Reviewed by Colin Jacobson (January 16, 2018)
One of the greatest “cult classics” of all-time, 1982’s Blade Runner finally got a sequel via 2017’s Blade Runner 2049. After the artificial lifeforms called “replicants” rebelled, they became banned, but brilliant scientist Niander Wallace (Jared Leto) was able to design them to be passive and obedient.
This means that in the year 2049, replicants occupy a major portion of society. One of them – LAPD officer K (Ryan Gosling) – works to hunt down and “retire” older models still out in the world.
When K confronts replicant Sapper Morton (Dave Bautista), he finds a surprise buried in the yard: remains of a deceased replicant, one who gave birth. Because replicants aren’t supposed to be able to reproduce, this sends shockwaves through K’s department, and he gets the task to find the offspring and “retire” it as well.
After a 35-year wait for a second Blade Runner, fans went into 2049 with high expectations, and the involvement of so much of the original’s personnel likely bolstered hopes. Though Ridley Scott didn’t direct the sequel, he executive produced it, and screenwriter Hampton Fancher reprised that task for 2049.
Most significantly, Harrison Ford returned to play Rick Deckard, the title character from the first film. A few other actors also reappear, but obviously Ford acts as the biggest “grab” of the bunch.
Ford’s presence also creates one of 2049’s biggest problems – at least for fans who paid attention to the film’s advertising. Virtually every poster and trailer and promo image touted Ford’s appearance in the film, so I imagine almost no one will be surprised to see him.
Unfortunately, 2049 waits an exceedingly long time to introduce Deckard into the story – far too long, honestly, due to the nature of all that advertising. In terms of the character’s narrative usage, I can’t complain that Deckard doesn’t appear until late in the film, but the promotion makes the wait much more problematic.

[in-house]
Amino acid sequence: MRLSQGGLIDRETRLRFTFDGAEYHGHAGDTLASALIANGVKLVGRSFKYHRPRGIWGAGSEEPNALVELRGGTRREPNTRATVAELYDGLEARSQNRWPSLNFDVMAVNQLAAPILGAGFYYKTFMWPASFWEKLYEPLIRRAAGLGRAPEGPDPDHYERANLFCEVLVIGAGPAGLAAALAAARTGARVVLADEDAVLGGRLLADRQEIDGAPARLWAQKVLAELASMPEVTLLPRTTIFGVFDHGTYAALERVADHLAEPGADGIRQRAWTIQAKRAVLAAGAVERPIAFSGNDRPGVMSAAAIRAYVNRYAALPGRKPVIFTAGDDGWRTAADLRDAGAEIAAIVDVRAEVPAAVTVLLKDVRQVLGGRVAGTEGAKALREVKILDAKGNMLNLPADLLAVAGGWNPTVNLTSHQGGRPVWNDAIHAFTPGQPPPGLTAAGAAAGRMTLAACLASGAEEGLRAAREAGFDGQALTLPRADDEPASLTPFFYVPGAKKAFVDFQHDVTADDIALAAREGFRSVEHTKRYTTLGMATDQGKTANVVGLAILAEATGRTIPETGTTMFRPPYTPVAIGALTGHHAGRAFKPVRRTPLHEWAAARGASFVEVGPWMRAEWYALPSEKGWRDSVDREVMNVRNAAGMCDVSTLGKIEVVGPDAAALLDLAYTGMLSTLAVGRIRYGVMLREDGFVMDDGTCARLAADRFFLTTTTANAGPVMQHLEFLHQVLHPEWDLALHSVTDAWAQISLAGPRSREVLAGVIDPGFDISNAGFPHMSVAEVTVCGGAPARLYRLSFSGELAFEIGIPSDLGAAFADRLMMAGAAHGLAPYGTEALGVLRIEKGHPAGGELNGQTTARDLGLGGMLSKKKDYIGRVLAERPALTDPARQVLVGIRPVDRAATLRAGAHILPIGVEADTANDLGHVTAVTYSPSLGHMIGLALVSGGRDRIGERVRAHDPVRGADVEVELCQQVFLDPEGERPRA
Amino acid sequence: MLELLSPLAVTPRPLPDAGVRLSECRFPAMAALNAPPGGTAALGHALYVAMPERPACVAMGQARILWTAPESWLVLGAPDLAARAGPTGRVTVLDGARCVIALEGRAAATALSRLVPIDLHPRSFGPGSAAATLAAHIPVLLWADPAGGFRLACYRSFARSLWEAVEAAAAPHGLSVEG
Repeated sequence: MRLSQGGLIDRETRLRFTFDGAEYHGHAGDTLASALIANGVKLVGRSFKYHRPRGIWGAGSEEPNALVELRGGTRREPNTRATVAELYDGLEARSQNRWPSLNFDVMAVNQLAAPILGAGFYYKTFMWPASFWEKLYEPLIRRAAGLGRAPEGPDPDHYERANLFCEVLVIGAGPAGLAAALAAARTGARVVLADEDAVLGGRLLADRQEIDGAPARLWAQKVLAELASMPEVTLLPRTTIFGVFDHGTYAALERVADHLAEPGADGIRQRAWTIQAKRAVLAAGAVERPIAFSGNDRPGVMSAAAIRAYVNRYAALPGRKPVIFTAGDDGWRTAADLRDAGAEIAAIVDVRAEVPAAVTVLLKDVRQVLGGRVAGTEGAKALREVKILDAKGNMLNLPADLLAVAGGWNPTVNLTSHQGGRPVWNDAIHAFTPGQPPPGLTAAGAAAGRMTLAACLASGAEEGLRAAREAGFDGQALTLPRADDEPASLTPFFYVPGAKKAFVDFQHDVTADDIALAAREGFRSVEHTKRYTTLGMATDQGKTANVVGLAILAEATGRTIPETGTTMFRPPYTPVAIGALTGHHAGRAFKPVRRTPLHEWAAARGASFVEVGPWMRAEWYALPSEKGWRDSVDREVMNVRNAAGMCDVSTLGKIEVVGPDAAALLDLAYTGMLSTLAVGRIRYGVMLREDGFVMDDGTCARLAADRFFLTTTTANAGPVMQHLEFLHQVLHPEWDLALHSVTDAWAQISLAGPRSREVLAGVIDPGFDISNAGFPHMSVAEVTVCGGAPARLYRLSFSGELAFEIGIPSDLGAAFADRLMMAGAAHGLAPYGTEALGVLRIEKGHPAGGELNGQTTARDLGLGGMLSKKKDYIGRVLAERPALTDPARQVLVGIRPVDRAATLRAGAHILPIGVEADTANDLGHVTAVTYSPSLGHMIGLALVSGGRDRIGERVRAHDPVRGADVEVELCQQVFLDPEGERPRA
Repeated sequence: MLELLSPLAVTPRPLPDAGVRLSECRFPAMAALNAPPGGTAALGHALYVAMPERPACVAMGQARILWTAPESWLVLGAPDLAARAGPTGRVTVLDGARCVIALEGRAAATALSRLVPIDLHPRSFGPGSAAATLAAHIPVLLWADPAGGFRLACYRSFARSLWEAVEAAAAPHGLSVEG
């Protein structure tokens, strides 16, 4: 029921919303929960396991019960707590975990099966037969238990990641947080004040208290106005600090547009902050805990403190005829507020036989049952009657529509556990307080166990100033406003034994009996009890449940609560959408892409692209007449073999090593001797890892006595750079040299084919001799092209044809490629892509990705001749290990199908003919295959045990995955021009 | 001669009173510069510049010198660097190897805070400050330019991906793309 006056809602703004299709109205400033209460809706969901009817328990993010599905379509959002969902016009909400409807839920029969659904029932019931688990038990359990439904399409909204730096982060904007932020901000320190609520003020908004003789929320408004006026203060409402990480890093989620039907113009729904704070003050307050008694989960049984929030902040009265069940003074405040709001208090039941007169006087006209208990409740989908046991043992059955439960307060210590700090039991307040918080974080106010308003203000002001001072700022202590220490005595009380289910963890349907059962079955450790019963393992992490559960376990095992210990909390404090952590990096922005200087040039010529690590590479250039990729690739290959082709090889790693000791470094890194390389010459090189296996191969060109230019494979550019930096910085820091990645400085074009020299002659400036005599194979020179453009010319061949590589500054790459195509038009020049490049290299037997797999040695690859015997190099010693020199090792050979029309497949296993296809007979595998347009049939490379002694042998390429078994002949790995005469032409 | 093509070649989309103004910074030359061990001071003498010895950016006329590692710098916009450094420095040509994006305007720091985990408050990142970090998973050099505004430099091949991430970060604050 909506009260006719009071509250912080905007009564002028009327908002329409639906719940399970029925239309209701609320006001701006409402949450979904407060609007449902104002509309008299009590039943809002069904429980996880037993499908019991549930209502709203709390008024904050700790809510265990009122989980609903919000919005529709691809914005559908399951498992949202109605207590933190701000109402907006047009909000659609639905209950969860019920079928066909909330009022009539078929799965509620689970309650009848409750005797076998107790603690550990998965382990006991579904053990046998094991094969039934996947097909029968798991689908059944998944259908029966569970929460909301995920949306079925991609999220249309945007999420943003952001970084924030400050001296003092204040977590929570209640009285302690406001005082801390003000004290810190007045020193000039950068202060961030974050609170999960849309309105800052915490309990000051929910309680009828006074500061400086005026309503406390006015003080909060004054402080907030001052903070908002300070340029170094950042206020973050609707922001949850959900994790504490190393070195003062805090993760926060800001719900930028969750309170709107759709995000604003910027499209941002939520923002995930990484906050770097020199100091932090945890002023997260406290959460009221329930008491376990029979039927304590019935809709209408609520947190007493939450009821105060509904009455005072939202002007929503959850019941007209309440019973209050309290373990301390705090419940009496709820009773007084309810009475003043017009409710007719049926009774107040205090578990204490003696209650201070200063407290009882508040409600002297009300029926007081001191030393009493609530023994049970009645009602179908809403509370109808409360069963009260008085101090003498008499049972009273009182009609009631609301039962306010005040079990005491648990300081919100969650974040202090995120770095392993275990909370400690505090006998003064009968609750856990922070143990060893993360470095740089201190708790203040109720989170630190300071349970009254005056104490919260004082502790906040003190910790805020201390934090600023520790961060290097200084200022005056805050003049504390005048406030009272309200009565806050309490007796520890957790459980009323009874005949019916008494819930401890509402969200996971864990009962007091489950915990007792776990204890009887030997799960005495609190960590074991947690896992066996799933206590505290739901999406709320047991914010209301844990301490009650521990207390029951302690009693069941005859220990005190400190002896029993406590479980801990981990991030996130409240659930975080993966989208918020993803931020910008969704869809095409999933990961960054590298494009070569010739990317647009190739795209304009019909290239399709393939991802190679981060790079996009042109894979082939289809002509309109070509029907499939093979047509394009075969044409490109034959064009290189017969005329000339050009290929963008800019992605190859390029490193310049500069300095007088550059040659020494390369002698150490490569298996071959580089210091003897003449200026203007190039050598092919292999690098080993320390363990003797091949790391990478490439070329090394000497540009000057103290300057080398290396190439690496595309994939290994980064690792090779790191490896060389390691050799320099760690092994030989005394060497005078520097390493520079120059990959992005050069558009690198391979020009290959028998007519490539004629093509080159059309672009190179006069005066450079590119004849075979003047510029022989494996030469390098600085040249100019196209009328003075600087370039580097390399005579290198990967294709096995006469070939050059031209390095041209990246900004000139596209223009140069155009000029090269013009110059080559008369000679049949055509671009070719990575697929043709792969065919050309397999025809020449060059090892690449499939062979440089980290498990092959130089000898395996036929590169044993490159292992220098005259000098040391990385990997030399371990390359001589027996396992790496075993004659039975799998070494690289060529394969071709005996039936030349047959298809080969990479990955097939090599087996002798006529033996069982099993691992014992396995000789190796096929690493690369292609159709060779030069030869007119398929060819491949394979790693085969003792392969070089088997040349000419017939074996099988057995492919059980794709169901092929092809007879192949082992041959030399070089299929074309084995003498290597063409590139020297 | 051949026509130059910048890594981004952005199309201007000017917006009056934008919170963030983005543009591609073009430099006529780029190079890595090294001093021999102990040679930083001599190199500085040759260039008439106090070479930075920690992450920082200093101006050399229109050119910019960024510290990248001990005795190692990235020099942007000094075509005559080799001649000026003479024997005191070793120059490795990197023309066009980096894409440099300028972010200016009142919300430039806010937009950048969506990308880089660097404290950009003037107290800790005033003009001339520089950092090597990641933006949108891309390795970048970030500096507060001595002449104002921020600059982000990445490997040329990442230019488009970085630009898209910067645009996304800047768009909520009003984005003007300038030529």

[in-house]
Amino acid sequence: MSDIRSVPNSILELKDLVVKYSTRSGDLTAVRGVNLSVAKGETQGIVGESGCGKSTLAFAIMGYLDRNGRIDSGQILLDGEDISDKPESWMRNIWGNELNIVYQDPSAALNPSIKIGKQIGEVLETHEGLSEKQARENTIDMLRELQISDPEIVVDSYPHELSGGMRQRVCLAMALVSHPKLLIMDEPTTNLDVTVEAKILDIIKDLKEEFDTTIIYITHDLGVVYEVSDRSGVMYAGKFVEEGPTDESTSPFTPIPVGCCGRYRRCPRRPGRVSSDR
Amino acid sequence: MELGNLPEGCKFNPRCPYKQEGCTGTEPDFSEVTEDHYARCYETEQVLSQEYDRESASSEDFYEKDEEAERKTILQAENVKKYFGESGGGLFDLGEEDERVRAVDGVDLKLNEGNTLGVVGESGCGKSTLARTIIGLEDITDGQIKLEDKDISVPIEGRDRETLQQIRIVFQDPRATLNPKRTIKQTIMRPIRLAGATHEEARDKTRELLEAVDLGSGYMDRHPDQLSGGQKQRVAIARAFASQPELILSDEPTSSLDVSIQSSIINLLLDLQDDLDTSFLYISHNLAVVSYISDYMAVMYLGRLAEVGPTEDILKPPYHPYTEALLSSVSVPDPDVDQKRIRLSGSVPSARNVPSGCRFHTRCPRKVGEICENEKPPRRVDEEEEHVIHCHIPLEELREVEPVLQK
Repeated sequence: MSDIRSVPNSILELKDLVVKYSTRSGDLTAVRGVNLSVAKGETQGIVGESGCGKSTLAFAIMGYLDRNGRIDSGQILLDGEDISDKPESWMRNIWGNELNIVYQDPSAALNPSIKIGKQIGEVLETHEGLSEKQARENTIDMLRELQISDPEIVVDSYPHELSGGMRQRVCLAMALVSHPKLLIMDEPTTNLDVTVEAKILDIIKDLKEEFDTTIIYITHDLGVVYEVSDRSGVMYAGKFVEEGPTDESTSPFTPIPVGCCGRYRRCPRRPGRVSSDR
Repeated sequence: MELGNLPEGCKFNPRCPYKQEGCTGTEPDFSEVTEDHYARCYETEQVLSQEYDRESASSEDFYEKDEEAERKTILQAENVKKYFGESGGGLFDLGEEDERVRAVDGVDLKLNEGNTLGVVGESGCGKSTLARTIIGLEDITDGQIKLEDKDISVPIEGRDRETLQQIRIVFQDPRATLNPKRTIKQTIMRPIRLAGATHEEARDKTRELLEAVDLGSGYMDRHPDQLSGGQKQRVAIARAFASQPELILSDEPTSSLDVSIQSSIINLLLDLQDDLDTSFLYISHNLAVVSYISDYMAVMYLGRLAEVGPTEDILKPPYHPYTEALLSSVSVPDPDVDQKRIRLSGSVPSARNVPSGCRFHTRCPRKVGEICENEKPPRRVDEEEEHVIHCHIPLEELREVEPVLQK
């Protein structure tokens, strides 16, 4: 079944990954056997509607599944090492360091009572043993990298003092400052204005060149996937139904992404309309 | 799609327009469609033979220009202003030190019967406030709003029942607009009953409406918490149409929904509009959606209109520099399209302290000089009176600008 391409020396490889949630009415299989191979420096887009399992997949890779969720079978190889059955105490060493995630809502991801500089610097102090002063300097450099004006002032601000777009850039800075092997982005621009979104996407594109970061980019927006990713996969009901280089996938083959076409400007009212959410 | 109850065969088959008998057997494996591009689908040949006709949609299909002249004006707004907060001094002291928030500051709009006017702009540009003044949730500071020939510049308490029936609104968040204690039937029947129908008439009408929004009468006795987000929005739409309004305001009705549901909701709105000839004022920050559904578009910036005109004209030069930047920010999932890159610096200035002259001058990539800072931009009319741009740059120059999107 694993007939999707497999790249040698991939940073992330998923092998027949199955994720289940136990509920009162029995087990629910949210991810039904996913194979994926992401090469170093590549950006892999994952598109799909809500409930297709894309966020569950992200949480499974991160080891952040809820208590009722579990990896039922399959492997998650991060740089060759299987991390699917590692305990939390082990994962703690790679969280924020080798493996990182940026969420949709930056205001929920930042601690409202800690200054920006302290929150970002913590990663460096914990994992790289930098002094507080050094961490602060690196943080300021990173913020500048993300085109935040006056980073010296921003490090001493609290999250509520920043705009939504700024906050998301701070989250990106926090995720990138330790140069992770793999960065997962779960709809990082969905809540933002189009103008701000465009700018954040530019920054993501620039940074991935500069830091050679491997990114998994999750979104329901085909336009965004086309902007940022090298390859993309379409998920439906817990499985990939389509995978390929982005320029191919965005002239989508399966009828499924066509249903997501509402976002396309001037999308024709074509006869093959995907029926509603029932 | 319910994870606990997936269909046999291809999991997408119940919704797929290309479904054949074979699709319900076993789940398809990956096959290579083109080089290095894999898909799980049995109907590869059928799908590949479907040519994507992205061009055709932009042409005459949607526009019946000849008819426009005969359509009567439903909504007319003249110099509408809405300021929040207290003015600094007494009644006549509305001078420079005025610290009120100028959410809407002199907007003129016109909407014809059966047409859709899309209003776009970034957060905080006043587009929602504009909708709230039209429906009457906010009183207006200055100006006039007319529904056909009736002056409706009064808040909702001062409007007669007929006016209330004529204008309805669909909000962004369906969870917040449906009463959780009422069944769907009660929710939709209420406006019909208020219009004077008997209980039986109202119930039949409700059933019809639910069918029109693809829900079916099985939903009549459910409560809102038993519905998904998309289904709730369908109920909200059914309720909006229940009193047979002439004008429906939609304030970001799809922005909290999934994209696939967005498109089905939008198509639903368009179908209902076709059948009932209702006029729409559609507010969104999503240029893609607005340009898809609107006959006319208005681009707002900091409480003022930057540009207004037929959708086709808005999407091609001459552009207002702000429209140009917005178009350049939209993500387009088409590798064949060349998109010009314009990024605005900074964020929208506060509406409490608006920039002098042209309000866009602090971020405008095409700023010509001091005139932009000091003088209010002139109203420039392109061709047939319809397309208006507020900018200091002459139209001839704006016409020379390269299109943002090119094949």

That’s because virtually every viewer knows Deckard will be part of the story, so the question of when Deckard will appear becomes a distraction. As I watched 2049, I couldn’t let go of that notion. I knew we’d see Ford eventually, and the seemingly interminable amount screentime that passed until he did pop up made it more difficult to attend to the tale.
This issue wouldn’t exist if the ads hadn’t revealed Deckard’s role in the movie. Should I ding the movie because of a problem connected to its promotion?
In this case, I think I should. The filmmakers had to understand that Ford would be used as a major aspect of the promotion, so they couldn’t treat Deckard’s presence as a surprise – but they did. The film utilizes Deckard like a major reveal but since everyone knows it’s coming, the shock value seems non-existent, especially because the viewer has already become so impatient to finally see Ford.
2015’s The Force Awakens did it right. That movie used Ford’s Han Solo character as a major part of its advertising and made sure that we saw him before too long. No, Solo didn’t pop up in the first 10 minutes, but he arrived early enough that the audience didn’t get distracted.
Sure, Awakens made us wait longer for Carrie Fisher’s Princess Leia – another character featured prominently in ads – and you could argue that’s no different than Deckard’s delayed appearance in 2049. I’d disagree because Awakens gives us a major Original Trilogy character – Solo – fairly early, so we’re not as distracted by the wait for Leia. We know she’ll come before too long, and with Solo on board, we feel less patient.
The same goes for the way Awakens uses Luke Skywalker. Posters indicated Mark Hamill would appear in the film, but Luke doesn’t actually appear on-screen until the movie’s very ending – isn’t that worse than Deckard’s delay?
No. Again, we’ve already seen so many Original Trilogy characters that we’re not that focused on Luke, and also, Awakens tells us from the start that Luke is missing – no one expects to see him until the end.